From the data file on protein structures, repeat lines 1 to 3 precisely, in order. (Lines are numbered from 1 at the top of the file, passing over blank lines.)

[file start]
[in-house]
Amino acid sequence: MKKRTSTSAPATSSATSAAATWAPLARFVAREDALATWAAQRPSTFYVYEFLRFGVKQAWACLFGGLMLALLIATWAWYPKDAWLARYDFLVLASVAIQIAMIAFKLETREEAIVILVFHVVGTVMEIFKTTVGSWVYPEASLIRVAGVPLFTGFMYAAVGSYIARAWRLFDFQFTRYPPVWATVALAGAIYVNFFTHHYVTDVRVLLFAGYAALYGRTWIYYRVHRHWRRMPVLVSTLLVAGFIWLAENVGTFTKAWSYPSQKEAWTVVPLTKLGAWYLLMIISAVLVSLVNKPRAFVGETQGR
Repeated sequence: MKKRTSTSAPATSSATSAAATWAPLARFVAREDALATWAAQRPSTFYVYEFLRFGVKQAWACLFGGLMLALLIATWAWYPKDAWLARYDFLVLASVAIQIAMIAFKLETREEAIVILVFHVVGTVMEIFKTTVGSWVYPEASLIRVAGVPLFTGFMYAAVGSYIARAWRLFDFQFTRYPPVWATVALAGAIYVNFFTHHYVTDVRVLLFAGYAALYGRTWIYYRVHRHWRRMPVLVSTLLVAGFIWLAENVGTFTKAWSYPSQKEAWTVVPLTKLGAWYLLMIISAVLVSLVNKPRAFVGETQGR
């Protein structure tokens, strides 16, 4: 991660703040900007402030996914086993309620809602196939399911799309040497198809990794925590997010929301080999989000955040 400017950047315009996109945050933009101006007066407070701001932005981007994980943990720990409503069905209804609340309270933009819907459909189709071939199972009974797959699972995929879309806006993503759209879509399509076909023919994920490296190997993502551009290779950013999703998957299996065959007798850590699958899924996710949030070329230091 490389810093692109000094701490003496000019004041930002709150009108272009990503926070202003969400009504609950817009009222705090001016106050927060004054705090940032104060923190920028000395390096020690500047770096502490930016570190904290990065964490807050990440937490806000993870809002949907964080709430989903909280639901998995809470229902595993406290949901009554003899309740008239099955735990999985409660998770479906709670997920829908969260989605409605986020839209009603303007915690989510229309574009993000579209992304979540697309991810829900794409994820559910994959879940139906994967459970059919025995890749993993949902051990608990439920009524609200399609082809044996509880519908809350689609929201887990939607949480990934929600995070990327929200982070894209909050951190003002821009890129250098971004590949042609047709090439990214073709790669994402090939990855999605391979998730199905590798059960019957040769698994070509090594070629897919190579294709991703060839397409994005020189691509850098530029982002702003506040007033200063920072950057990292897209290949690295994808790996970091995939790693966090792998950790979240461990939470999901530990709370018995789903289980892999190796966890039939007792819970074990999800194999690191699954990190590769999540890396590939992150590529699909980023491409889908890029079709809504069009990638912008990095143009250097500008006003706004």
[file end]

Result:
[in-house]
Amino acid sequence: MKKRTSTSAPATSSATSAAATWAPLARFVAREDALATWAAQRPSTFYVYEFLRFGVKQAWACLFGGLMLALLIATWAWYPKDAWLARYDFLVLASVAIQIAMIAFKLETREEAIVILVFHVVGTVMEIFKTTVGSWVYPEASLIRVAGVPLFTGFMYAAVGSYIARAWRLFDFQFTRYPPVWATVALAGAIYVNFFTHHYVTDVRVLLFAGYAALYGRTWIYYRVHRHWRRMPVLVSTLLVAGFIWLAENVGTFTKAWSYPSQKEAWTVVPLTKLGAWYLLMIISAVLVSLVNKPRAFVGETQGR
Repeated sequence: MKKRTSTSAPATSSATSAAATWAPLARFVAREDALATWAAQRPSTFYVYEFLRFGVKQAWACLFGGLMLALLIATWAWYPKDAWLARYDFLVLASVAIQIAMIAFKLETREEAIVILVFHVVGTVMEIFKTTVGSWVYPEASLIRVAGVPLFTGFMYAAVGSYIARAWRLFDFQFTRYPPVWATVALAGAIYVNFFTHHYVTDVRVLLFAGYAALYGRTWIYYRVHRHWRRMPVLVSTLLVAGFIWLAENVGTFTKAWSYPSQKEAWTVVPLTKLGAWYLLMIISAVLVSLVNKPRAFVGETQGR